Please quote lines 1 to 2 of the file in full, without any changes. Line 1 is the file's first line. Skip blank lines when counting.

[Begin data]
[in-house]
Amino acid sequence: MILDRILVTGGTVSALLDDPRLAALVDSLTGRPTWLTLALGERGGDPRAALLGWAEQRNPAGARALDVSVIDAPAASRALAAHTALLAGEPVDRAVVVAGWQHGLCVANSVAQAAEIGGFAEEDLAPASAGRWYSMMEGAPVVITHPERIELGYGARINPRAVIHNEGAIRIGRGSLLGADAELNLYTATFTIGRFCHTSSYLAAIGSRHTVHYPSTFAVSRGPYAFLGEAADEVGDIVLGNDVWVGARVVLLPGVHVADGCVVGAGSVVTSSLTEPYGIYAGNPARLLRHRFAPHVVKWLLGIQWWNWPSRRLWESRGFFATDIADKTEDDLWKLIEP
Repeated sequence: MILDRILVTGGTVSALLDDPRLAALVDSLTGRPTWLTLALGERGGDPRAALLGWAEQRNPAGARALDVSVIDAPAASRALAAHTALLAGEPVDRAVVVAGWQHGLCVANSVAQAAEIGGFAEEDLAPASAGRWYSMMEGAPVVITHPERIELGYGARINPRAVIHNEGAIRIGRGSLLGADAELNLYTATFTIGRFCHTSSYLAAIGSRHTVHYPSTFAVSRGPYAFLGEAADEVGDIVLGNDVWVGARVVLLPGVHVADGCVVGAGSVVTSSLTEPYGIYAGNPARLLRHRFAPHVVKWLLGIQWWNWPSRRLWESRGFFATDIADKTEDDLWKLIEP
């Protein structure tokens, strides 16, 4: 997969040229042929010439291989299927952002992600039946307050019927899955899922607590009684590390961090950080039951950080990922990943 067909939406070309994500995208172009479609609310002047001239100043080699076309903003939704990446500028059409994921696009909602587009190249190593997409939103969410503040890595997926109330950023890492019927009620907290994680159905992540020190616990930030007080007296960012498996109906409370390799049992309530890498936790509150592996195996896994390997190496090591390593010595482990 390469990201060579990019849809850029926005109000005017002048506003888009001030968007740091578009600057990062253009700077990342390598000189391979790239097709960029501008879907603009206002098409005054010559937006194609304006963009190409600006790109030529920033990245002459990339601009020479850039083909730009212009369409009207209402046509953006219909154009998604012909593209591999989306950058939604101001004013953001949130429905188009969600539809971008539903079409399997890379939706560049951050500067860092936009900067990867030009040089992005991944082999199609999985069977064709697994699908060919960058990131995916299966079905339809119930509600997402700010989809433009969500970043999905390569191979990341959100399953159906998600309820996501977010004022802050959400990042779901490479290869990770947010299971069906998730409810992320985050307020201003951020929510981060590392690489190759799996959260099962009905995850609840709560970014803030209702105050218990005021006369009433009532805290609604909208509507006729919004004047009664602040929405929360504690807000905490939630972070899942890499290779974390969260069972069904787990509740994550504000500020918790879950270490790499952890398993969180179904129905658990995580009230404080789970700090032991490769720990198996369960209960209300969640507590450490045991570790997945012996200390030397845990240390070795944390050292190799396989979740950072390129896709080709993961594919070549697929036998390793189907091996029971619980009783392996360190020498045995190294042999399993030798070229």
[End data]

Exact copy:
[in-house]
Amino acid sequence: MILDRILVTGGTVSALLDDPRLAALVDSLTGRPTWLTLALGERGGDPRAALLGWAEQRNPAGARALDVSVIDAPAASRALAAHTALLAGEPVDRAVVVAGWQHGLCVANSVAQAAEIGGFAEEDLAPASAGRWYSMMEGAPVVITHPERIELGYGARINPRAVIHNEGAIRIGRGSLLGADAELNLYTATFTIGRFCHTSSYLAAIGSRHTVHYPSTFAVSRGPYAFLGEAADEVGDIVLGNDVWVGARVVLLPGVHVADGCVVGAGSVVTSSLTEPYGIYAGNPARLLRHRFAPHVVKWLLGIQWWNWPSRRLWESRGFFATDIADKTEDDLWKLIEP